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Take A Look Inside The Colorado Lab Trying To Breed Better, More Helpful Bugs

Dan Garrison
for Harvest Public Media

Halfway down a dead-end road in the small farming town of Palisade, Colorado, is a research facility known as "The Insectary." Scientists at the lab develop "biocontrol insects," bugs adapted to attacking other insects and the plants harmful to agriculture. Colorado's Insectary is the oldest and largest facility of its kind in the United States.

It's here that the Colorado Department of Agriculture is finding ways to kill pests dead – without the aid of chemicals.

The pioneering program began in response to a peach pest, Oriental fruit moth, which devastated local crops in the 1930s and 1940s. The famed Palisade peach industry was saved by successfully introducing the perfect predator to control the moth: the parasitic wasp, Macrocentrus ancylivorus.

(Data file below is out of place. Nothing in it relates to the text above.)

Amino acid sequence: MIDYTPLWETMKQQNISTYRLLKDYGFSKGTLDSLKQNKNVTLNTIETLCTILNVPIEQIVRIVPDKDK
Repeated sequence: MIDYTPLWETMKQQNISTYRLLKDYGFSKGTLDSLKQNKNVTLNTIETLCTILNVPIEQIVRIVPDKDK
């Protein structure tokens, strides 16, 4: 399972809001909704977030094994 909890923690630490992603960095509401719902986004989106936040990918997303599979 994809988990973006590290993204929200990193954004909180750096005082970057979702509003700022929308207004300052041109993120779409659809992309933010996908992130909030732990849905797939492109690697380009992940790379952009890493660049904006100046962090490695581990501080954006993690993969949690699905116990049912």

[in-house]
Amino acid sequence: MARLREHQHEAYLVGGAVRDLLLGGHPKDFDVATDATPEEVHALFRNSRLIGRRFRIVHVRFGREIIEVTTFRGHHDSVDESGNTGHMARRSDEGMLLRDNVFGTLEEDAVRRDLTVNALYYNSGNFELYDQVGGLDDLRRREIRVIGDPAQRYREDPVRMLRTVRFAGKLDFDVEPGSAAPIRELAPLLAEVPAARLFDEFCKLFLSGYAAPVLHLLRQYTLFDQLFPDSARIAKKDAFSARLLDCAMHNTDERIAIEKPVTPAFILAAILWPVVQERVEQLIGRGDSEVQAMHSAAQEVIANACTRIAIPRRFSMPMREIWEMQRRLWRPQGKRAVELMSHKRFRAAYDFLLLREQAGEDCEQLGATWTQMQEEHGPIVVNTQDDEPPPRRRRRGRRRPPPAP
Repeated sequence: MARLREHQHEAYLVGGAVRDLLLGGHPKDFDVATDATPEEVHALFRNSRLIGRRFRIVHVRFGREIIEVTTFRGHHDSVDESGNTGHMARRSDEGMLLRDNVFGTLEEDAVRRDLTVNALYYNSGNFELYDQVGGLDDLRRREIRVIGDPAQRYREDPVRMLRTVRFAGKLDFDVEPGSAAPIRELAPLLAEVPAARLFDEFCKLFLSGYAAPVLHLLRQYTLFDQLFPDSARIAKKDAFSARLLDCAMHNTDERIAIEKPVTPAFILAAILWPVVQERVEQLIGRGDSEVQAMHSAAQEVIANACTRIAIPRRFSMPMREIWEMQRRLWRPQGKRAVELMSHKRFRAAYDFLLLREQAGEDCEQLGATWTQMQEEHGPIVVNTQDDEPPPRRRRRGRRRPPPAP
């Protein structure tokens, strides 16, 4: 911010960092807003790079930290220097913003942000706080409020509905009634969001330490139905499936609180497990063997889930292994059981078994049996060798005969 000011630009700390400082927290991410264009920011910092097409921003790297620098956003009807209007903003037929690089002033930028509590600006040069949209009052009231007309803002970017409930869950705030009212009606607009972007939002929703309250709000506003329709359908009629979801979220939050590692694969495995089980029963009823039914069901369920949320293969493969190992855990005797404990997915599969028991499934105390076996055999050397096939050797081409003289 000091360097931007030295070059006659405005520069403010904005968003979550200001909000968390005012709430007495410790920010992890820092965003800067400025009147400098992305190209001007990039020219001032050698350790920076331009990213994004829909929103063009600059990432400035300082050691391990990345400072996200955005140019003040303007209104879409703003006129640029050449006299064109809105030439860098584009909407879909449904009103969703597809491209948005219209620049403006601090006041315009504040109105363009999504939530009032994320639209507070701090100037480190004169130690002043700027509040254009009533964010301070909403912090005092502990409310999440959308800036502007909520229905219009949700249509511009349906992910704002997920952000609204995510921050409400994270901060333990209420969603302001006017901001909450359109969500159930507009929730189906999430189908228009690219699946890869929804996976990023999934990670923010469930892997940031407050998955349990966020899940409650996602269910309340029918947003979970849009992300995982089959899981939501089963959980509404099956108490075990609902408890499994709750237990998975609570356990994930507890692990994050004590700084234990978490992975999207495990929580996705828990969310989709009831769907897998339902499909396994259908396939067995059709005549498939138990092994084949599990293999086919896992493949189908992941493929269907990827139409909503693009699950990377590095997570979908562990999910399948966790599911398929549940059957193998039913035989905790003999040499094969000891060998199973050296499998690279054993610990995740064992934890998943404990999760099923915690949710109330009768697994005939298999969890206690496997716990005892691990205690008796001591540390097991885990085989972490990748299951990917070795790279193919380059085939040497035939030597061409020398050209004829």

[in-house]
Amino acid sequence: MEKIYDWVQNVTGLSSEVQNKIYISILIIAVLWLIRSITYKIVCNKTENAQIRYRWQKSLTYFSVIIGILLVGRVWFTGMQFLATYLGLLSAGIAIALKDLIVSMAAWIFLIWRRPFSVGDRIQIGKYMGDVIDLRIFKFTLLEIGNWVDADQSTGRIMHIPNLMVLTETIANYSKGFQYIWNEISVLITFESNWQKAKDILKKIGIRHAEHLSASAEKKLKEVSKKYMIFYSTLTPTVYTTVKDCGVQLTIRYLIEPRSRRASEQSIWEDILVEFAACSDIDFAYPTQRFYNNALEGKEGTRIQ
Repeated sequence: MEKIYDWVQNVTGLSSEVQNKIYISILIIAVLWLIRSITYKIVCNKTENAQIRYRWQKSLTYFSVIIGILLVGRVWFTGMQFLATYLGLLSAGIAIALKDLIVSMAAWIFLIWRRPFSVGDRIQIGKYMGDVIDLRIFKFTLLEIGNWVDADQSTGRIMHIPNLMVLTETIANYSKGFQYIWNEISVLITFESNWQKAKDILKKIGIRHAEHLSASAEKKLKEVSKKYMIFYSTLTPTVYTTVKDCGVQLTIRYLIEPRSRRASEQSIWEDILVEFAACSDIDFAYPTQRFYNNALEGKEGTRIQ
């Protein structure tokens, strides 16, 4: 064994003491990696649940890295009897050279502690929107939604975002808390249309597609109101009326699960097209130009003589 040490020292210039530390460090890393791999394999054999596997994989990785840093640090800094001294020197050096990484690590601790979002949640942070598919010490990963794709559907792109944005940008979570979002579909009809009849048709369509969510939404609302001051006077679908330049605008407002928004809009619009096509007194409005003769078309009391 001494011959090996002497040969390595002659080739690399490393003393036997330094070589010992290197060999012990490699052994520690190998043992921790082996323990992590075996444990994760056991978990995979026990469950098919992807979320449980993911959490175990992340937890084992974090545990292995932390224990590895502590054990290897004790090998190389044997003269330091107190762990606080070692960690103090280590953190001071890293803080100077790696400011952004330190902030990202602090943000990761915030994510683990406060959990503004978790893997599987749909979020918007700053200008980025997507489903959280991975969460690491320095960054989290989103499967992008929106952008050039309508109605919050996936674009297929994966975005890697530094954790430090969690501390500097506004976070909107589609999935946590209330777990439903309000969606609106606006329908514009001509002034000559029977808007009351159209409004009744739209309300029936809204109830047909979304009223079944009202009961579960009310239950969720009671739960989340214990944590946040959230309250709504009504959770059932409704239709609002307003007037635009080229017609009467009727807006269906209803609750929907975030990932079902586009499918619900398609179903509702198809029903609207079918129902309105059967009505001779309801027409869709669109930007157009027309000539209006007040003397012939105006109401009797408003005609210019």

Today, the facility's angular, modern design stands out in its rural setting, but it reflects the groundbreaking science going on inside. Room after room is full of pesky insects and noxious weeds that have been introduced into the United States – accidentally or on purpose – over the years and are proven plagues to food and field.


The Insectary staff is busy studying the beneficial bugs that may eradicate these threats. It's serious research that can take a decade or two before confirming a potential biocontrol insect is sure to be on target in its attacks and not become a pest itself.

"We want to make certain the agents we release are safe – the number one priority is safety," Insectary manager Dan Bean said. "We want to make sure we don't release something that's going to feed on a 'non-target' as we say."

Once these bugs are available for general release in Colorado, and on a more limited basis in other states, they've already passed the Insectary's rigorous test as natural agents that can replace expensive, chemical pesticides and potentially do the least possible harm to the environment.

Bean sees the use of biocontrol insects as, "an important part of organic farming and for farmers that are using pesticides it is an important way for them to reduce pesticide use."

This story was produced by Rocky Mountain PBS and Colorado Mesa University for Harvest Public Media

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